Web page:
Dom Amore: UConn men bring all the ingredients and roll into the NCAA Sweet 16

Tribune Content Agency

ALBANY, N.Y. — It has been a long time, almost a decade, an eternity by UConn’s lofty basketball standards, but the men’s program is once again at the center of March Madness.

“This is such a special team,” said freshman Donovan Clingan. “It’s a great team, and we’re not done yet. You can definitely say ‘UConn’s back,’ we’re going to the Sweet 16, baby.”

The Huskies thrust themselves into the thick of the championship chase Sunday night with their 70-55 victory over St. Mary’s of California. UConn emerged from the first two rounds of the NCAA Tournament at MVP Arena in Albany to advance to Las Vegas, where it will play Arkansas on Thursday in the West Regional semifinal, better known as the Sweet 16.

Coach Dan Hurley, hired in 2018, promised to get UConn back on the national stage after its hard fall from the top. Though the road has been long and at times frustrating, as in first-round tournament exits in 2021 and 2022, he has delivered on his promise with the team he put together delivering for him.

When the game ended, Hurley acknowledged the fans with a familiar gesture, waving his arms to call them to their feet, then walked over to the front row for a long embrace with his wife, Andrea.

“It’s something these guys have talked about, strived for, since June,” Hurley said. “They had that look in their eye the entire year, going into this tournament, that they were going to be the ones to make a true run in March.”

The UConn men seek their fifth national title. It would be their first since 2014, the last time the program breathed this rarified air. Hall of Fame coach Rick Pitino, after his Iona team fell to UConn in the first round, theorized that UConn has “all the ingredients to win a championship,” and in this second-round game against a stubborn No. 5 seed, the Huskies showed that Pitino may be on to something.

Once again, they played the second half with confidence and swagger, the final ingredients, in place.

“To bring UConn back to where it is, along with everyone else who is like-minded like me and has that same passion for basketball is something super special,” freshman Alex Karaban said. “To cement ourselves in history, continue to make history here is something that … I can’t believe it’s real.”

UConn’s top scorer and top NBA prospect, Jordan Hawkins, was limited by foul trouble and scoreless for the first half of the game, but the Huskies got more superlative play from their big centers, Adama Sanogo and Clingan, and production from the players off their bench.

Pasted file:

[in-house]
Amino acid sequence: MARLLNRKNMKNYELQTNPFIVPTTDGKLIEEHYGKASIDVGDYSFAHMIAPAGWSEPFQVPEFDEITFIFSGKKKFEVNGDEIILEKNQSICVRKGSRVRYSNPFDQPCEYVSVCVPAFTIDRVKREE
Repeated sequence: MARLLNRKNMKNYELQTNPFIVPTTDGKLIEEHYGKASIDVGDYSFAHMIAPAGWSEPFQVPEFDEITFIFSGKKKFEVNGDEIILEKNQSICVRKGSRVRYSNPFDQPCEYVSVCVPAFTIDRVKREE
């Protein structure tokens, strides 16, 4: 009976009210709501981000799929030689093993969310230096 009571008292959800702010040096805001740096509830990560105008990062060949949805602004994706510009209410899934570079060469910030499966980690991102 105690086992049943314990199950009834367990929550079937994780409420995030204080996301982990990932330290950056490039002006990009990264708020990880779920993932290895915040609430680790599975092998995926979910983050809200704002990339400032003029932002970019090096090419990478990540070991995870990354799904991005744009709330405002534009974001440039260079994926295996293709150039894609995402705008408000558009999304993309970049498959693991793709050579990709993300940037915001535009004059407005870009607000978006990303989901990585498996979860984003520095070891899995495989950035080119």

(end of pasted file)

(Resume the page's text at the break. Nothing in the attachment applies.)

It took much of the night to shake off St. Mary’s slower style, but once they did, and Hawkins rediscovered his elegant 3-point shooting, they turned the lights out.

And now the possibilities are more promising than ever. Arkansas has knocked off the top seed in the region, defending champ Kansas. The other teams heading to Las Vegas are Gonzaga, a West Coast rival of St. Mary’s, and UCLA. The Huskies (27-8) are riding a wave now, two wins from the Final Four.

“We all sacrificed too much to be a great team,” Andre Jackson Jr. said. “And it feels great to bring UConn back to the level we’re supposed to be at. Now it’s time to take that next step. Stick to the script, we all know our identity, we all know what we need to do to win games. I think we can beat anyone in the country.”

There were pockets of red-clad St. Mary’s fans, but the majority of the sell-out crowd was with UConn, thousands making the drive from Connecticut.

St. Mary’s pulled UConn into its plodding pace early and jumped out to a 17-9 lead. Hawkins picked up two fouls and had to spend most of the half on the bench, but St, Mary’s Alex Ducas, after scoring eight points, had to leave the game with an apparent back injury.

Sanogo, coming off his 28-point, 13-rebound performance in the first round, was again dominating around the rim for UConn. The Huskies continued to work to get the game to conform to their faster pace and ran off seven straight points to get within one. They finally scored in transition to take the lead when Joey Calcaterra, producing off the bench, hit a 3-point goal. With 15 seconds left in the first half, out of a timeout, Tristen Newton (14 points) hit a 3 to give the Huskies the lead, 31-30, and momentum going into the half. The statistics were even, but things were trending right for the Huskies.

The fight for each team to impose its style continued into the second half. Sanogo, who finished with 24 points, was keeping UConn ahead in the more methodical, half-court game, and had 18 of the Huskies’ 43 points when he came out for a breather. Karaban’s 3-pointer on a fastbreak provided a slight separation at 46-40 with 13:33 left.

Clingan, the 7-foot fan favorite from Bristol, replaced Sanogo and blocked a shot to bring the UConn fans to their feat, making the game sound like a Gampel Pavilion or XL Center affair. Then he drew a foul on the offensive end. Jackson. from Albany, scored to give UConn an eight-point lead.

When Clingan blocked another shot, igniting a fast break that ended with Hawkins’ first points of the game, a 3-pointer, the UConn fans could cut loose, or at least exhale and begin anticipating the road open before the Huskies. Two more 3s from Hawkins, who scored all his 13 points in the second half, and the Huskies built up a 15-point lead. No looking back, only ahead, to Vegas and beyond.

“I didn’t get to do all the recruiting visits, it was on Zoom,” said Hawkins, who committed to UConn in the summer of 2020. “We talked about this, going to the Sweet 16, making a deep tournament run. And we’re going to the Sweet 16 and looking for another win. The job’s not finished. We’re looking for a national championship.”